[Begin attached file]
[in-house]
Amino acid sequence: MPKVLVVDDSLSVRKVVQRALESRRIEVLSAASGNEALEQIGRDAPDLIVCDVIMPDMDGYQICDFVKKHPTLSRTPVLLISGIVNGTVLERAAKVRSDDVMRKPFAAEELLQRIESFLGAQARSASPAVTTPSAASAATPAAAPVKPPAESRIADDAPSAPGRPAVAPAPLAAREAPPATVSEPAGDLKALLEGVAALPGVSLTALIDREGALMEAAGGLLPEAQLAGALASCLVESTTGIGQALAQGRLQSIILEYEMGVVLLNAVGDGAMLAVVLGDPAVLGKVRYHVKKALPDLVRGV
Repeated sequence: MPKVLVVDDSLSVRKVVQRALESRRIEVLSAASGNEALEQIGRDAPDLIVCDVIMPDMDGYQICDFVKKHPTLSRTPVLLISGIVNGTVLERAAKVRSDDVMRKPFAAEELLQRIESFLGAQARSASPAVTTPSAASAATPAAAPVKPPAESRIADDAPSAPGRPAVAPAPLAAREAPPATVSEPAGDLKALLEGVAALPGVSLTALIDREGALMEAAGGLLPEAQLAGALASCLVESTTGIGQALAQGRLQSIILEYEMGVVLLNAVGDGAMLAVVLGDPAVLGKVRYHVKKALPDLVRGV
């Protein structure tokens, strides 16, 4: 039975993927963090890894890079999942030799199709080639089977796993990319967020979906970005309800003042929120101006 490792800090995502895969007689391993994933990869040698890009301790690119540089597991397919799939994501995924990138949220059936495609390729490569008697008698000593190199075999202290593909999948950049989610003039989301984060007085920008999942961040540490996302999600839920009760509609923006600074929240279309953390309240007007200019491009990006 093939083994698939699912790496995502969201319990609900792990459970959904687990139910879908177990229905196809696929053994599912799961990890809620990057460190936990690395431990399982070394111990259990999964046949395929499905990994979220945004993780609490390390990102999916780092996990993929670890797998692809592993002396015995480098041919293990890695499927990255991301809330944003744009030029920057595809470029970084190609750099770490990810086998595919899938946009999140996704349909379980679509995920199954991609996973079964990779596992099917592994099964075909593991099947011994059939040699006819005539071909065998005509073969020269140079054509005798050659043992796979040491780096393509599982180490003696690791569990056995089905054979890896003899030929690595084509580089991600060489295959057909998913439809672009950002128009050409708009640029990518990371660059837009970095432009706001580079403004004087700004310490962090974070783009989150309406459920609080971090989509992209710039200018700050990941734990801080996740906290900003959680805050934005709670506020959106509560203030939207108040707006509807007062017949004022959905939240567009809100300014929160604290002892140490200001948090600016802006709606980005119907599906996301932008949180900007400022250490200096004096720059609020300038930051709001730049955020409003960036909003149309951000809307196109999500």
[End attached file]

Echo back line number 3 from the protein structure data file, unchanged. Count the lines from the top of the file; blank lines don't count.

Repeated sequence: MPKVLVVDDSLSVRKVVQRALESRRIEVLSAASGNEALEQIGRDAPDLIVCDVIMPDMDGYQICDFVKKHPTLSRTPVLLISGIVNGTVLERAAKVRSDDVMRKPFAAEELLQRIESFLGAQARSASPAVTTPSAASAATPAAAPVKPPAESRIADDAPSAPGRPAVAPAPLAAREAPPATVSEPAGDLKALLEGVAALPGVSLTALIDREGALMEAAGGLLPEAQLAGALASCLVESTTGIGQALAQGRLQSIILEYEMGVVLLNAVGDGAMLAVVLGDPAVLGKVRYHVKKALPDLVRGV